Farmers and vets trialling a new bovine TB test in cattle which is focusing on detecting infection missed in government testing say the early results are promising.
A number of cattle herds in England and Wales are involved in on-farm trials of the Enferplex Bovine TB antibody test, a blood test that can pick up infected animals missed by the official tuberculin skin test or gamma blood test.
It is part of a collaboration between Neil Watt, a veterinary pathologist and Gordon Harkiss, from MV Diagnostics; Alistair Hayton and Keith Cutler from SureFarm, a subsidiary of Synergy Farm Health; Enfer Scientific in Ireland; Brendan Griffin of Iechyd Da and Fenton Vets, in Haverfordwest, Wales; and farmers including south Wales dairy farmer Abi Reader.
Dr Watt says good progress is being made in Wales where the Welsh Enferplex Pilot is trialling the test in blood and milk in herds in 2020-21.
The pilot is using a combination of skin test data and the Enferplex test to identify and manage high-risk animals in these herds.
Defra policymakers have decided that the researchers can only test chronically infected herds with Enferplex.
MV Diagnostics and partners would like to test newly infected herds to prevent infection becoming established and posing a threat to other herds and wildlife.
Enferplex testing technology is also used for voluntary surveillance of bovine TB in camelids and it was used on Geronimo the alpaca, which faces being euthanised after testing positive twice. However, the test antigens and test conditions are different.
How the test works
The Enferplex test has 11 separate antigens, or light spots, on a plate which detect an antibody.
Three risk ratings are used – yellow = low, amber = medium and red = high – based on the number of positive spots detected in a test to advise farmers whether or not they should cull an animal, and if so, when.
This is similar to the methodology used to manage Johnes disease.
Dr Watt has developed a computer program, called WNB, which he uses for more sensitive interpretations of the skin test to detect “near misses”.
“Whenever an animal is a W (Welsh severe inconclusive reactor), N (near miss), or a B (the bovine tuberculin injection site increases by 3mm or more), or any combination, we record that as an event,” he explains.
“Overall, we estimate the WNB test has about 98% specificity, but it is only about 25-40% sensitive at detecting animals which are missed by the conventional skin test but detected by Enferplex. This gives a handle for the farmer to start with and manage those animals out of the herd.”
Early Welsh results
Dr Watt and colleagues have been piloting the Enferplex test on three Welsh farms, including two in Pembrokeshire with repeat breakdowns since 2006 and one in Glamorgan – Abi Reader’s dairy farm (see case study) – which has suffered breakdowns more recently after being officially TB-free (OTF) for almost a decade.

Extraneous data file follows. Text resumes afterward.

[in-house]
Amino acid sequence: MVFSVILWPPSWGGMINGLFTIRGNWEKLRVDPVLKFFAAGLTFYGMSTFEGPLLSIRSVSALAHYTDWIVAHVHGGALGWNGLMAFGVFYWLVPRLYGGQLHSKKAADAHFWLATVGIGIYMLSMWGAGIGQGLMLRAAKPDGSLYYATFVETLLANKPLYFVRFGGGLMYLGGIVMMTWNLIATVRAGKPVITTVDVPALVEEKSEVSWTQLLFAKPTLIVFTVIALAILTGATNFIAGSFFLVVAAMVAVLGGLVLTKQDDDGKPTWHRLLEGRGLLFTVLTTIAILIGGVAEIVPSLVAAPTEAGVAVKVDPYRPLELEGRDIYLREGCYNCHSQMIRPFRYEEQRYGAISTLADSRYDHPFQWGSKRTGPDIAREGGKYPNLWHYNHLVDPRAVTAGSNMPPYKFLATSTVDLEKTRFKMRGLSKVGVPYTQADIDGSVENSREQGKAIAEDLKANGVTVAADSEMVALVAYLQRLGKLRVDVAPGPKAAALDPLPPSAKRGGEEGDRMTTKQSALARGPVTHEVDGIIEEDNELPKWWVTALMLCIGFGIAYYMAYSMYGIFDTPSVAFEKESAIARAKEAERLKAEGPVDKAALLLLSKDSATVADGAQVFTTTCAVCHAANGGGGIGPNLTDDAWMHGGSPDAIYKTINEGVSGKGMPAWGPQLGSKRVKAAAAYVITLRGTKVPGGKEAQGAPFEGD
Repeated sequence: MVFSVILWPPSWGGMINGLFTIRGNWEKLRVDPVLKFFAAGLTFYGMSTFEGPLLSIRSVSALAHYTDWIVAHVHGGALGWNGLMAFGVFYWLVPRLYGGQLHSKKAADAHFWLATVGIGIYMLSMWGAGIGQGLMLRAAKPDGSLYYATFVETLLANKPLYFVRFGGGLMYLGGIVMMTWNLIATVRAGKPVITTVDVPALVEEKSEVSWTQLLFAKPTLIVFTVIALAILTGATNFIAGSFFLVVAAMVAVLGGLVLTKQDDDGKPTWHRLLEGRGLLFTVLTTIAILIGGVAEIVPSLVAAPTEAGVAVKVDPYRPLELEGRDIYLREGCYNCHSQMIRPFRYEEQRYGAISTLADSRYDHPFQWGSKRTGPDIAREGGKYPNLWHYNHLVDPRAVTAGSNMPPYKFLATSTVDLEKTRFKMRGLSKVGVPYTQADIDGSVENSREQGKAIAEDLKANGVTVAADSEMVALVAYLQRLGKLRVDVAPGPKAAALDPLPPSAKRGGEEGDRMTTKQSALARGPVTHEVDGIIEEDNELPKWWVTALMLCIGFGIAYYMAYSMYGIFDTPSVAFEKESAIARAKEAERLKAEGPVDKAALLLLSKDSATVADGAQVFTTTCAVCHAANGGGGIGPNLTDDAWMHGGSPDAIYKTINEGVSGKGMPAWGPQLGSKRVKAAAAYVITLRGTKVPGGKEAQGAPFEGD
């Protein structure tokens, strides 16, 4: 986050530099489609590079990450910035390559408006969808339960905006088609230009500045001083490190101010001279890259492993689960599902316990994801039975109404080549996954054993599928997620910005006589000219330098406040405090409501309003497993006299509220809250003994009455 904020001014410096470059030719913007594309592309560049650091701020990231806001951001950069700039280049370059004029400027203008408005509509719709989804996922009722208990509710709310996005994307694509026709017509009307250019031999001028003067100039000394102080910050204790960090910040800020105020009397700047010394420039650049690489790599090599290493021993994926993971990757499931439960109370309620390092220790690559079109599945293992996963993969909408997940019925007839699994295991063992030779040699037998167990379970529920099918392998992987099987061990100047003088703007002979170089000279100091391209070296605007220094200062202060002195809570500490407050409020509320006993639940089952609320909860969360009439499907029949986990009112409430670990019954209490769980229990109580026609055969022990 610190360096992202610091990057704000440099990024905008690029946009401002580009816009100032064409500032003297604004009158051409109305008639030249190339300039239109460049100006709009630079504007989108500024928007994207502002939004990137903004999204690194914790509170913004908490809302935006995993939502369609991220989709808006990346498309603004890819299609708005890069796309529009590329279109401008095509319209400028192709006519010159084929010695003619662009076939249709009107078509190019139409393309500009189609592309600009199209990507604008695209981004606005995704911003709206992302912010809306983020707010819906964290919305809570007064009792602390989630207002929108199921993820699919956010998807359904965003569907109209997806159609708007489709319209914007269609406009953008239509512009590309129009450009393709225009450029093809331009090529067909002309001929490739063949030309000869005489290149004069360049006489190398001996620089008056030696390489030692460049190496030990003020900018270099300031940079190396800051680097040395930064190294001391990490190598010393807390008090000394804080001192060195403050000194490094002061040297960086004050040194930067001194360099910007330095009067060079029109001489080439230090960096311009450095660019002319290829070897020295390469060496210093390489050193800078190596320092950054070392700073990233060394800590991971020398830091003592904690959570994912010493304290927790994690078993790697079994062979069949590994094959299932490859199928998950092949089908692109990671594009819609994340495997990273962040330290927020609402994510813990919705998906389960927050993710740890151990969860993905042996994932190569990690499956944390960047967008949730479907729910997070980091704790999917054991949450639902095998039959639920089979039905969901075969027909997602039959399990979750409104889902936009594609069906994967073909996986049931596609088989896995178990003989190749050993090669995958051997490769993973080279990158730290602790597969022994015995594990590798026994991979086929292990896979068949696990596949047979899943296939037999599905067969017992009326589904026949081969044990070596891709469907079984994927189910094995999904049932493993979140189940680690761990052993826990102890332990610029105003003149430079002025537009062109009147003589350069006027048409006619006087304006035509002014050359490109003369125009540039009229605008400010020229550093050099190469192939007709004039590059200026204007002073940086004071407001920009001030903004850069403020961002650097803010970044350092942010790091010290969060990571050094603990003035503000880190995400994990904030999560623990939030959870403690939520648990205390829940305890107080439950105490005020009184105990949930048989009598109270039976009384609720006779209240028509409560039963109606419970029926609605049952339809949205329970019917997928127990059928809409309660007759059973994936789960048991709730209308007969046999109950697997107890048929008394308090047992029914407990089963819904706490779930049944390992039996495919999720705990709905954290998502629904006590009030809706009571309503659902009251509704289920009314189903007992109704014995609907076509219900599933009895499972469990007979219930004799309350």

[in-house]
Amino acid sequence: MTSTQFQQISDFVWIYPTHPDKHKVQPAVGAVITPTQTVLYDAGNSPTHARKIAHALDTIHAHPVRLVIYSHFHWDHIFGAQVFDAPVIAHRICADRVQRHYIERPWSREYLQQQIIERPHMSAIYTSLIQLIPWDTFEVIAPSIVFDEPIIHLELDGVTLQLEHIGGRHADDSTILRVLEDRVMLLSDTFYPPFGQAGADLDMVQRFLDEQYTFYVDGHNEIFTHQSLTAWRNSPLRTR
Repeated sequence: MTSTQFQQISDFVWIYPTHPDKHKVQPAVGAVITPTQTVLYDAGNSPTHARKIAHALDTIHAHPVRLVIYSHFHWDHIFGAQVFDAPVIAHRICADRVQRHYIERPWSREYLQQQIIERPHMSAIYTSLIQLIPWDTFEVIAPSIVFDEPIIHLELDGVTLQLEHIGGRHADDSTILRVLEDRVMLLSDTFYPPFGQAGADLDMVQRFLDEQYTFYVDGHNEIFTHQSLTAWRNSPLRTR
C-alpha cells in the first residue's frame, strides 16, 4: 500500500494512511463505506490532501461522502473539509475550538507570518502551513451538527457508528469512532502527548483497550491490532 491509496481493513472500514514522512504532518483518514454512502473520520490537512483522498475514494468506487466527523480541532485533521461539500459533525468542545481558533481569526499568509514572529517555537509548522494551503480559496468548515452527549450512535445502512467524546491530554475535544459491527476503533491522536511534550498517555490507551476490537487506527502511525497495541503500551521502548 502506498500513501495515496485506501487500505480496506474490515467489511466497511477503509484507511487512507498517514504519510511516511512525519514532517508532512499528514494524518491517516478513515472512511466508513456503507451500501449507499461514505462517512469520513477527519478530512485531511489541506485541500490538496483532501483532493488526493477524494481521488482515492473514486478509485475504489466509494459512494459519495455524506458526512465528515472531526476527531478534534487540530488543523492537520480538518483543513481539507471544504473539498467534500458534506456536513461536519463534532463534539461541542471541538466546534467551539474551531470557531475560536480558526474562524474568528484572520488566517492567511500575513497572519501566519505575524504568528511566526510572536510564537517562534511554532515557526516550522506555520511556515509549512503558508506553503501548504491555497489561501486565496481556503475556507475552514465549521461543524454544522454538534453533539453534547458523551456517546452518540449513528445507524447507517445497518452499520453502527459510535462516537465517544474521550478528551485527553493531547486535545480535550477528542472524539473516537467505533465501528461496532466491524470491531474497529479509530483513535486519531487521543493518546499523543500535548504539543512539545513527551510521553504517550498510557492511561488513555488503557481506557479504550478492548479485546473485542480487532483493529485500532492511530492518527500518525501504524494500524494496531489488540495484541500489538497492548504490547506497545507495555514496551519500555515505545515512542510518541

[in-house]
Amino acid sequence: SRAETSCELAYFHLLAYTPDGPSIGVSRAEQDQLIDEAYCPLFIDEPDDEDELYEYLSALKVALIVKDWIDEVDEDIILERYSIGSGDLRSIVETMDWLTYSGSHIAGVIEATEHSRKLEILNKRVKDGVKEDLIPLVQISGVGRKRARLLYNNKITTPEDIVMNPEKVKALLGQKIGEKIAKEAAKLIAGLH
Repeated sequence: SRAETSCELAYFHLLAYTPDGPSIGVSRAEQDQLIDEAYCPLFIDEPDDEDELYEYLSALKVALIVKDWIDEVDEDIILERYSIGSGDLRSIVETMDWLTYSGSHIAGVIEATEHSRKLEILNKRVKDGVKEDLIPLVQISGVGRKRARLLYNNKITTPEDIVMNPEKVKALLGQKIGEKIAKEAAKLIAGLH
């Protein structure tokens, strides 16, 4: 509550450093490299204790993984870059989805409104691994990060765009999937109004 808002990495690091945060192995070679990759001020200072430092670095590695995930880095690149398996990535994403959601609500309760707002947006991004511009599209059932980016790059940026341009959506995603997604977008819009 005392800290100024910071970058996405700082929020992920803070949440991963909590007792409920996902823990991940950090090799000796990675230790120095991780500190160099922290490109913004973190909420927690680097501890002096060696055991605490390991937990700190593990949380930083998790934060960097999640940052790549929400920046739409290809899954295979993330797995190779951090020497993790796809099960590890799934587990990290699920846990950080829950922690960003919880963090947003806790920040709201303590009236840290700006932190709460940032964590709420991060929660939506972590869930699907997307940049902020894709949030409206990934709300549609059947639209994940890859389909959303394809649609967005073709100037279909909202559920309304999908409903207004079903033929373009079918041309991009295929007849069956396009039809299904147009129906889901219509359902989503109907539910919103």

The collaboration is focusing on detecting infection which was missed by the official tests – either skin, gamma, or the Idexx Elisa – which are all used by government departments.
The Enferplex test has a specificity of between 98.4 and 99.7% and a sensitivity of between 89.4 and 94.5%. This means that it can detect 94.5% of confirmed infected animals within a herd when used five-to-30 days after the skin test.
Dr Watt says the Welsh trial is supported by more than a decade of data and the results look promising. Between 2010 and 2012, 2,500 samples returned 23.4% Enferplex positive results.
Enferplex testing was carried out in a Welsh herd in 2012.
They tested 15 gamma and skin test negatives and 14 were positive with the Enferplex test. Four of these animals were culled for commercial reasons, but 10 later became skin or gamma reactors or WNBs between 2012 and 2014.
“When we have been looking at chronic herds in Wales, we have often found the number of Enferplex positives can be quite variable in the skin and gamma negative population in a herd, but often 25% of them can be Enferplex positive,” says Dr Watt.
“Our general experience is that once the animal tests positive in Enferplex, it doesn’t go negative.”
Results from England
Researchers have also been trialling Enferplex on farms in England in the Edge Area, including Cumbria, Oxfordshire and Wiltshire.
Dr Watt says the results show that skin and gamma testing leave too many animals behind, leading to prolonged or recurring breakdowns. “Herds are being declared officially TB free, when they are still infected and are actually not TB free,” he notes.
For example, 283 cows in a dairy herd in Wiltshire, which has been under continuous TB restriction for more than 15 years, tested negative using the skin and gamma tests in August 2020.
Dr Watt and his colleagues tested all 283 cattle using the Enferplex test, 112 were positive and 171 negative. Following the receipt of the results, the farmer divided them into separate groups of positives and negatives.
“The next two skin tests found 33 reactors, 30 came out of the Enferplex positives and only three out of the negatives,” he says. “The Enferplex predicts the positives the other tests would not have done.”
At that point, the continuing issues contributed to the farmer choosing to cease dairying and selling the herd.
Meanwhile, a 500-cow dairy herd in Oxfordshire that was declared OTF suffered a “spectacular breakdown” last year after a sample taken in late 2018 found 37% Enferplex positives in the herd.